What’s your favorite holiday?
With Christmas right around the corner, you may already be feeling the excitement or possibly the stress of this season. How do you feel about this time of year? Why do you feel that way?
The time between Thanksgiving and Christmas can be exceptionally crazy. Between family coming and going, Christmas shopping and decorating, and especially preparing for end of semester/end of year excitement (and Christmas Break), there seems to be a never-ending list of things to do.
Quick reminder: What do you still need to do to prepare for Christmas?
How is preparing for an event different from preparing to spend time with a person? Which one would you prefer?
The birth of a baby is sort of a combination of the two, right? You’re preparing for an event but you’re also preparing for a person.
The coming of Jesus is the same. We prepare for an event but we primarily prepare for a person. Here’s what the Old Testament has to say about this—
Isaiah 9:6: “For a child is born to us, a son is given to us. The government will rest on his shoulders. And he will be called: Wonderful Counselor, Mighty God, Everlasting Father, Prince of Peace.”
Before we dive into this verse, what do you think about those titles for God? Which one do you resonate with the most?
Isaiah 9:6 speaks directly about the event and the person: the birth of Jesus. But is there anything in this verse that seems kind of odd or out of place to you? Jesus being born makes sense; even his titles make sense (Wonderful Counselor, Mighty God, Everlasting Father, Prince of Peace); but then there’s the line about government, and, if you’re like me, that seems a little strange.
The government is the lawmaking body. They decide what is right, wrong, and who deserves justice. For the government to rest on Jesus’ shoulders means that he is the one who bears the law of God. Jesus said so himself in Matthew 5:17: “Don’t misunderstand why I have come. I did not come to abolish the law of Moses or the writings of the prophets. No, I came to accomplish their purpose.”
As we know Jesus came to show us what God’s Kingdom— God’s Government— is really like. For the government to be on the shoulders of the Wonderful Counselor, the Mighty God, the Everlasting Father, the Prince of Peace… well, his titles should tell us everything we need to know about the type of Kingdom— the kind of Government— he was bringing.
But, before he could do that, a way had to be prepared.
Mark 1:1-8 tells us about John the Baptist:
“This is the Good News about Jesus the Messiah, the Son of God. It began just as the prophet Isaiah had written: ‘Look, I am sending my messenger ahead of you, and he will prepare your way. He is a voice shouting in the wilderness, “Prepare the way for the Lord’s coming! Clear the road for him!”’ This messenger was John the Baptist. He was in the wilderness and preached that people should be baptized to show that they had repented of their sins and turned to God to be forgiven. All of Judea, including all the people of Jerusalem, went out to see and hear John. And when they confessed their sins, he baptized them in the Jordan River. His clothes were woven from coarse camel hair, and he wore a leather belt around his waist. For food he ate locusts and wild honey. John announced: ‘Someone is coming soon who is greater than I am—so much greater that I’m not even worthy to stoop down like a slave and untie the straps of his sandals. I baptize you with water, but he will baptize you with the Holy Spirit!’”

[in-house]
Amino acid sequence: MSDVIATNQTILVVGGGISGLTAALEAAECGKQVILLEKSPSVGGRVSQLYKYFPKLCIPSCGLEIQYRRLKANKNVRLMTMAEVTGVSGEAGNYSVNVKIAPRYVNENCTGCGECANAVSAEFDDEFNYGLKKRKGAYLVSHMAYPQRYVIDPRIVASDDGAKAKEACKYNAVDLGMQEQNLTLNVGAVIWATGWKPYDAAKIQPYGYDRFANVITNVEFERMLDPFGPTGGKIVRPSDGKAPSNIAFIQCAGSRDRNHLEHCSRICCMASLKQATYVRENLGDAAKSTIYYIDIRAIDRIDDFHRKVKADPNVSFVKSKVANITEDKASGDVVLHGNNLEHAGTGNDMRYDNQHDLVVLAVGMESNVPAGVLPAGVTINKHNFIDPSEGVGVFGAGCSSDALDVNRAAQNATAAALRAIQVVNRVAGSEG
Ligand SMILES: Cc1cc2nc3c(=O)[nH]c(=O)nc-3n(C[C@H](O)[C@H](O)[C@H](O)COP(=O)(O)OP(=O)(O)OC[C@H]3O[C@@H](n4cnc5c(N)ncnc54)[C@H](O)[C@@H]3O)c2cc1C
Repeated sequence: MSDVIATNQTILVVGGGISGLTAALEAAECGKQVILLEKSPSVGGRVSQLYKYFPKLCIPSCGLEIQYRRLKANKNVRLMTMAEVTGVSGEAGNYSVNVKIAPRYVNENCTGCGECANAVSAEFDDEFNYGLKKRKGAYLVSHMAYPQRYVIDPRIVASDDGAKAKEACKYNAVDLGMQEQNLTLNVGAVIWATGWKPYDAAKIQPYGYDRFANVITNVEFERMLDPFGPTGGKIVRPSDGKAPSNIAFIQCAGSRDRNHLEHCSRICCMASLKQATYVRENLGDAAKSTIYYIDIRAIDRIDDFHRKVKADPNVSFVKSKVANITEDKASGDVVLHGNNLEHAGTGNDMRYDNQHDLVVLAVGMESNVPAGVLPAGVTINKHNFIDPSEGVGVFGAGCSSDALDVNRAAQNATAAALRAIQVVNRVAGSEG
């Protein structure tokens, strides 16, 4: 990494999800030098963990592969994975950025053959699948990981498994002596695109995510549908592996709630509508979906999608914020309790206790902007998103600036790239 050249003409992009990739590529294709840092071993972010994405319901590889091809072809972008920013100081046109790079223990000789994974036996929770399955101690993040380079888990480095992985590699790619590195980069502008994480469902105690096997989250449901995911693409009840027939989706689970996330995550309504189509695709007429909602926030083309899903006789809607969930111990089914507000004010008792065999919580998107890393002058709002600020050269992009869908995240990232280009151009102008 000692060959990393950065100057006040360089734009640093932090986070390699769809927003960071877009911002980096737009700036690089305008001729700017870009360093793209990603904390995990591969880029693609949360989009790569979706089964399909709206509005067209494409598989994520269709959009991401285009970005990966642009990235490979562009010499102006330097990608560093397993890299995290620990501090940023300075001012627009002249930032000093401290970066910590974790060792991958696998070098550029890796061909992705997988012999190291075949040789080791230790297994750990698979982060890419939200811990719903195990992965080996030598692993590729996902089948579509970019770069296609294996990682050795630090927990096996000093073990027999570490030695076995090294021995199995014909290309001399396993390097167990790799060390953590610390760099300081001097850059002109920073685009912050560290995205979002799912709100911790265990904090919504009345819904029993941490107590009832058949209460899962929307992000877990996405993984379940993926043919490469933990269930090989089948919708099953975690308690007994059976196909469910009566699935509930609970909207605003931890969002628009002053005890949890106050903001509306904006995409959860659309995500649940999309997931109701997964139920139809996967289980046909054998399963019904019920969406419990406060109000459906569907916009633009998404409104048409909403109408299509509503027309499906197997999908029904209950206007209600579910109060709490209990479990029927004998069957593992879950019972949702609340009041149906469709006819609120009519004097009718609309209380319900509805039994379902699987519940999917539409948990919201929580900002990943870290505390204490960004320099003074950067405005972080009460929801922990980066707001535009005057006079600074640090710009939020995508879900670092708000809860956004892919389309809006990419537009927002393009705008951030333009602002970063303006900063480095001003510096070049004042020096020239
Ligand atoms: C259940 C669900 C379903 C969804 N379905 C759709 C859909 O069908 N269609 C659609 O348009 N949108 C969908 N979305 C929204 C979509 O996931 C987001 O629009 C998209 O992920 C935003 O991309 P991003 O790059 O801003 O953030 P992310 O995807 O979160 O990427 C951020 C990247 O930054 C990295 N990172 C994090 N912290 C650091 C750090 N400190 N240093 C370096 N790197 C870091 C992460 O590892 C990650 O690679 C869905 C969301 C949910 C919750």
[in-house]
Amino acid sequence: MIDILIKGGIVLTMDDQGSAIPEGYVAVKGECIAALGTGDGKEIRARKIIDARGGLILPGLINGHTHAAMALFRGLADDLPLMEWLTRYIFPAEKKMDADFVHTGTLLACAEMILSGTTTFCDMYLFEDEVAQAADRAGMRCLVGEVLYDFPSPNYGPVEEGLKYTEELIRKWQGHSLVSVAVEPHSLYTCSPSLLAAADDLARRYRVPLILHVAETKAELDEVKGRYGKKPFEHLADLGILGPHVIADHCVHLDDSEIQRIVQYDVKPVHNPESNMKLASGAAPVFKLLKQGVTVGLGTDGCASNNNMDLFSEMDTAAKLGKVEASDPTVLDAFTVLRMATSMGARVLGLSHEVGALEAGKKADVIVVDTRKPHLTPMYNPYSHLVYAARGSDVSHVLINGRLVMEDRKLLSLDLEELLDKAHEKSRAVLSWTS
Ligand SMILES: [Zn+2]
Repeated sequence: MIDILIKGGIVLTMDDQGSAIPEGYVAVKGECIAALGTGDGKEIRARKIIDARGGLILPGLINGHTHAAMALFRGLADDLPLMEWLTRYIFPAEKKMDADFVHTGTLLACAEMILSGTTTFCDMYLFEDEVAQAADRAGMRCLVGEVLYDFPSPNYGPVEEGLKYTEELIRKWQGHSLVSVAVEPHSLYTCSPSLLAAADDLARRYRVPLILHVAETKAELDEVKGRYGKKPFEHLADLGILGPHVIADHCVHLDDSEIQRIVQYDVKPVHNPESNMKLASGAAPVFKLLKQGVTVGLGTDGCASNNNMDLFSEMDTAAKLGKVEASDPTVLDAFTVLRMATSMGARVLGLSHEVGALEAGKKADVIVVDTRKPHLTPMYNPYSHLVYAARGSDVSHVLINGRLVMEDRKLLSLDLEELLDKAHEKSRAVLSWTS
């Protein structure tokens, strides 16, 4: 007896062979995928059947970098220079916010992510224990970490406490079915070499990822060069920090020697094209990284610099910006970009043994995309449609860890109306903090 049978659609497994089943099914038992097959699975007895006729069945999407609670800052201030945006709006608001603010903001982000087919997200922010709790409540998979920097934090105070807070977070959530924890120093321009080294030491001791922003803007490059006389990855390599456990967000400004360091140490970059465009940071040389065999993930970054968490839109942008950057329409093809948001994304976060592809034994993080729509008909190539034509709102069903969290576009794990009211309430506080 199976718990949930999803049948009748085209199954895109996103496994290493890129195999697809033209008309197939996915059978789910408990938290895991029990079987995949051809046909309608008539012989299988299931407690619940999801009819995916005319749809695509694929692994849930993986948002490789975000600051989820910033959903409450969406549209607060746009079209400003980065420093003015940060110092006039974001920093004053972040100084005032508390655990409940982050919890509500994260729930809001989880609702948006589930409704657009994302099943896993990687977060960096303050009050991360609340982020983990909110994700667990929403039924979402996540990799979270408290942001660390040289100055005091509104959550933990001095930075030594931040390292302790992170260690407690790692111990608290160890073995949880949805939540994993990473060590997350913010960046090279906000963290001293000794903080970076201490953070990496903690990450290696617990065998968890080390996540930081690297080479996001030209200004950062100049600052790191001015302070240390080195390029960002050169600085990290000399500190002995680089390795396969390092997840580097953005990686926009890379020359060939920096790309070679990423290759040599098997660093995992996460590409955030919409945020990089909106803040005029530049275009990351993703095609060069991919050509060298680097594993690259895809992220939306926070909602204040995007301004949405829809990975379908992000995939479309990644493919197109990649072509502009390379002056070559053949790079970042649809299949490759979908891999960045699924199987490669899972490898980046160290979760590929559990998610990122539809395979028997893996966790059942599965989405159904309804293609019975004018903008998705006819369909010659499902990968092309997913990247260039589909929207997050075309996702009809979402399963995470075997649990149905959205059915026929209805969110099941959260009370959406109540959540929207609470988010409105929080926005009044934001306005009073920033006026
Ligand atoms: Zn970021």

Why do you think God sent John the Baptist to help prepare the way for Jesus’ ministry to begin?
Let’s think about it like this. Have you ever had to get up in the middle of the night and turn on a light? It’s absolutely BLINDING. But if you were able to soften the light a bit, either by shielding your face, squinting your eyes, or having Google start with a low-dim setting, the light is much more manageable, and you might return to bed without a headache.
Verse 4 says, “This messenger was John the Baptist. He was in the wilderness and preached that people should be baptized to show that they had repented of their sins and turned to God to be forgiven.” By beginning this way, I think John acts as a primer, or a starting place. He’s an initial “shield” for the Great Light that was coming in the world. Later, John says that Jesus is coming after him— and Jesus is far greater than John. So God sent John in order that the people would be able to receive what Jesus was going to say and do without being overwhelmed by him.
Jesus not only brought a gift by way of his message of salvation and freedom now found in God’s kingdom; he himself is a gift, sometimes called “the greatest gift of all.”
So in your own words, what gifts could you and your family prepare to receive from God during this season?
What’s one thing you want to do this Advent season to learn more about God and the gift of Jesus?